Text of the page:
NASA's Mars helicopter is now a fully-fledged aerial scout for Perseverance

Ingenuity's 27th mission zapped images of a Martian ridgeline back to Earth.
Chris Young
An image from Ingenuity; an illustration of Ingenuity.Devrimb/iStock

NASA's Ingenuity Mars helicopter has successfully completed 27 flights.

The space machine, which first took to the Martian skies in April last year, was originally only meant to fly five times.

NASA designed Ingenuity to show that controlled flight was possible on the red planet and that future missions could use drone-like aircraft to explore the cosmos.

The machine has now far exceeded those parameters, and it is now effectively working as an aerial scout, helping the Perseverance team on Earth to decide on the optimal route for their Mars rover.

Surveying Martian landscapes from above

Shortly after the helicopter completed its 21st flight, NASA announced in April it had extended the Ingenuity mission to scout an ancient delta on Mars. Ingenuity has now surveyed the area near that delta in Mars' Jezero Crater, providing new insight into, as well as images of, an intriguing ridgeline.

The new images, taken by Ingenuity on April 23, during the helicopter's 27th flight, show a rocky outcrop that's been called "Fortun Ridge" by the Perseverance team, due to its resemblance to a parish in Norway.  

NASA's Mars helicopter is now a fully-fledged aerial scout for Perseverance
One of Ingenuity's images of the "Fortun Ridge". Source: NASA/JPL-Caltech

"Ingenuity not only provides imagery from an aerial perspective, but allows our team to be two places at once on Mars," said Ken Farley of Caltech, Perseverance's project scientist. "Sending the rover to survey and prospect in one location while launching the helicopter to survey another hundreds of meters away is a great time-saver. It can also help us explore areas the rover will never visit, as in this case."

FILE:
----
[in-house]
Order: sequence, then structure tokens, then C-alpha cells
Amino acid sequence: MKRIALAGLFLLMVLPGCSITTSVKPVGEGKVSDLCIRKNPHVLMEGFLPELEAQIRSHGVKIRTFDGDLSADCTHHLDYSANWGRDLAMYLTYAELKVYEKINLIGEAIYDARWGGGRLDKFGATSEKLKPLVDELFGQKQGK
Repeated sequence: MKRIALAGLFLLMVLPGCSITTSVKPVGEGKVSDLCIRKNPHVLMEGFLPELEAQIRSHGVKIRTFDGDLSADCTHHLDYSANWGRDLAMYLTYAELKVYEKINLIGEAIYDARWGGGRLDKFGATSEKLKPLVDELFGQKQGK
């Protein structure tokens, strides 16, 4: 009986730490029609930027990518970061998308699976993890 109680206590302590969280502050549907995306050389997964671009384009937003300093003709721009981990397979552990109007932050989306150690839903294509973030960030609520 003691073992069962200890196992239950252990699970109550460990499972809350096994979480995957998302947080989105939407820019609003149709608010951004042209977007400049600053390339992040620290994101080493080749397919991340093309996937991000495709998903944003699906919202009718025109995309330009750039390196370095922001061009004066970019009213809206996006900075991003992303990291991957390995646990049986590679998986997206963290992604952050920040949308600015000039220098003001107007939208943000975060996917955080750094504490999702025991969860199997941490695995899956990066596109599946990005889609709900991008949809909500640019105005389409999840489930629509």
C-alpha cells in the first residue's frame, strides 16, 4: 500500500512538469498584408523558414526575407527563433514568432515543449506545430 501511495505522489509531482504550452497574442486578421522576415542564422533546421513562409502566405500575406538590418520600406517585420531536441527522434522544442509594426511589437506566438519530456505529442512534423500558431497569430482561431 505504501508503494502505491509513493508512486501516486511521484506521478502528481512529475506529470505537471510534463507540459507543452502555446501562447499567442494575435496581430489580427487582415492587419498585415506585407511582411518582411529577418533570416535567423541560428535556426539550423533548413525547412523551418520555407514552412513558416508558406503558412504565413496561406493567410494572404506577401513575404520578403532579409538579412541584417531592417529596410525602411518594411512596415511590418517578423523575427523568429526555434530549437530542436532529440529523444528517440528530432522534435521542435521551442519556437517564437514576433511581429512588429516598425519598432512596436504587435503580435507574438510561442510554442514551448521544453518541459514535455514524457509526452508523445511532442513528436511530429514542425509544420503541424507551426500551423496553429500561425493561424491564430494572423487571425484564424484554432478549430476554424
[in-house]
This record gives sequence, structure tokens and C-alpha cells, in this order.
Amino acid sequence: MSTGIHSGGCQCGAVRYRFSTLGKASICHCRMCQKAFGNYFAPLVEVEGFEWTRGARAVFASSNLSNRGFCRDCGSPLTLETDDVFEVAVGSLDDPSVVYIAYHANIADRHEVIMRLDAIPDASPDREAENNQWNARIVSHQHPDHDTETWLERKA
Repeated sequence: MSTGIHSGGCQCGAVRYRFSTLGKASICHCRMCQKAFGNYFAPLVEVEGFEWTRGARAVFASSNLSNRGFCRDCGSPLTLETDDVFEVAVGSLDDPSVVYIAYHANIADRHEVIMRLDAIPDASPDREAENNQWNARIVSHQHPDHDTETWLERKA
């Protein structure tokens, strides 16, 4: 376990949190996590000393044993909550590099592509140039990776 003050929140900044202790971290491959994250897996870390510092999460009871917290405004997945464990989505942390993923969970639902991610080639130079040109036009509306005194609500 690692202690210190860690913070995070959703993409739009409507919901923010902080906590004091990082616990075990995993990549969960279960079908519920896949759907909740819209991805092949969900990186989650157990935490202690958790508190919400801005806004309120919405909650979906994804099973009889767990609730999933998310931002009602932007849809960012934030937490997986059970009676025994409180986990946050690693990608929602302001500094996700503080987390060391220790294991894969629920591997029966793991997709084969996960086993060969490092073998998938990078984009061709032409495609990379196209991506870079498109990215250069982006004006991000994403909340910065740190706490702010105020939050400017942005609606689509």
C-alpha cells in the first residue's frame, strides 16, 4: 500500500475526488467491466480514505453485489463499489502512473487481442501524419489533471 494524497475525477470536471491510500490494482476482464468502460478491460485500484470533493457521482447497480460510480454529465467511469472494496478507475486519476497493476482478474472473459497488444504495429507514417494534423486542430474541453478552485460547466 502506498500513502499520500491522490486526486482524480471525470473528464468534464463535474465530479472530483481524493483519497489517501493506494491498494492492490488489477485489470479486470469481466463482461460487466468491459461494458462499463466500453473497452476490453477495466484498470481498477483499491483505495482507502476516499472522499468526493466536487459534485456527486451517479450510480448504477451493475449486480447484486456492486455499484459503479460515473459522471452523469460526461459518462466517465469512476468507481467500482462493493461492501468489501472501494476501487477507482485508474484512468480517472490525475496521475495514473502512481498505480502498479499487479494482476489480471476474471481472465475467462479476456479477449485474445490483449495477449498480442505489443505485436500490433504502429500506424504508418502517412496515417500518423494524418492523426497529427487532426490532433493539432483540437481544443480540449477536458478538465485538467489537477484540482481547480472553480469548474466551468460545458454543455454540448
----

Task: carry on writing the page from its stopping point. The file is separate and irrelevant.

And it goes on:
Ingenuity provides new insight into the Jezero Crater's past

Fortun Ridge was designated as a point of interest because data collected from orbit, and by Perseverance far away, suggests it is a boundary between two major rock units on the floor of the Jezero Crater. The new data will also allow scientists to better understand the history of the crater floor, providing a better picture of its evolution from an ancient lakebed to the rocky terrain we see today.

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Ingenuity also recently captured images of the Perseverance rover's landing site, including the parachute that was deployed on descent, to provide insight for future missions to the red planet. The helicopter has successfully completed its transition from a proof-of-concept machine to a fully-fledged aerial scout, providing the scientific community with a new vantage point on Mars.

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